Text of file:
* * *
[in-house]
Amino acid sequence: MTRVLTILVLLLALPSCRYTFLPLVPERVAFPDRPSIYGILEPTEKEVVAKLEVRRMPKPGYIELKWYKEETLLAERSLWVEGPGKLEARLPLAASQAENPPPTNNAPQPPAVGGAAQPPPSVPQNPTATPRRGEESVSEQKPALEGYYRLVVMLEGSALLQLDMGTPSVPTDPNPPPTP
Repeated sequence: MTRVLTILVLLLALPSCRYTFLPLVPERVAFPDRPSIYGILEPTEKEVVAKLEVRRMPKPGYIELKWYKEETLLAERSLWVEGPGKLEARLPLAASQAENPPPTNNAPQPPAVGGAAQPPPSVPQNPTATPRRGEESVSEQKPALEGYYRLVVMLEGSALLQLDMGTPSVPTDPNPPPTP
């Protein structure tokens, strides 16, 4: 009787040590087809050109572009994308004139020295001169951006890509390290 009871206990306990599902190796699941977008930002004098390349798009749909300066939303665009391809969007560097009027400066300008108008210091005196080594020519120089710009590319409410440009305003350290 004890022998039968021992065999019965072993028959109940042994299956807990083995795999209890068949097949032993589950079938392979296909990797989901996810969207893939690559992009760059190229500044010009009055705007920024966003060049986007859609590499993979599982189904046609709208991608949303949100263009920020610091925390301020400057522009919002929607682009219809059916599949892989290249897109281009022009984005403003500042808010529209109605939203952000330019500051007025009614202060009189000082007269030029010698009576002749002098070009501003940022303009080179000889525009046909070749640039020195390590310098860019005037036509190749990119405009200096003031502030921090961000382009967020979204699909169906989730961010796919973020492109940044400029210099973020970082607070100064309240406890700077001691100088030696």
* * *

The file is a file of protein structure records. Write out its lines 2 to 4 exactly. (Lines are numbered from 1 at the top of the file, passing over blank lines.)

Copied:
Amino acid sequence: MTRVLTILVLLLALPSCRYTFLPLVPERVAFPDRPSIYGILEPTEKEVVAKLEVRRMPKPGYIELKWYKEETLLAERSLWVEGPGKLEARLPLAASQAENPPPTNNAPQPPAVGGAAQPPPSVPQNPTATPRRGEESVSEQKPALEGYYRLVVMLEGSALLQLDMGTPSVPTDPNPPPTP
Repeated sequence: MTRVLTILVLLLALPSCRYTFLPLVPERVAFPDRPSIYGILEPTEKEVVAKLEVRRMPKPGYIELKWYKEETLLAERSLWVEGPGKLEARLPLAASQAENPPPTNNAPQPPAVGGAAQPPPSVPQNPTATPRRGEESVSEQKPALEGYYRLVVMLEGSALLQLDMGTPSVPTDPNPPPTP
């Protein structure tokens, strides 16, 4: 009787040590087809050109572009994308004139020295001169951006890509390290 009871206990306990599902190796699941977008930002004098390349798009749909300066939303665009391809969007560097009027400066300008108008210091005196080594020519120089710009590319409410440009305003350290 004890022998039968021992065999019965072993028959109940042994299956807990083995795999209890068949097949032993589950079938392979296909990797989901996810969207893939690559992009760059190229500044010009009055705007920024966003060049986007859609590499993979599982189904046609709208991608949303949100263009920020610091925390301020400057522009919002929607682009219809059916599949892989290249897109281009022009984005403003500042808010529209109605939203952000330019500051007025009614202060009189000082007269030029010698009576002749002098070009501003940022303009080179000889525009046909070749640039020195390590310098860019005037036509190749990119405009200096003031502030921090961000382009967020979204699909169906989730961010796919973020492109940044400029210099973020970082607070100064309240406890700077001691100088030696």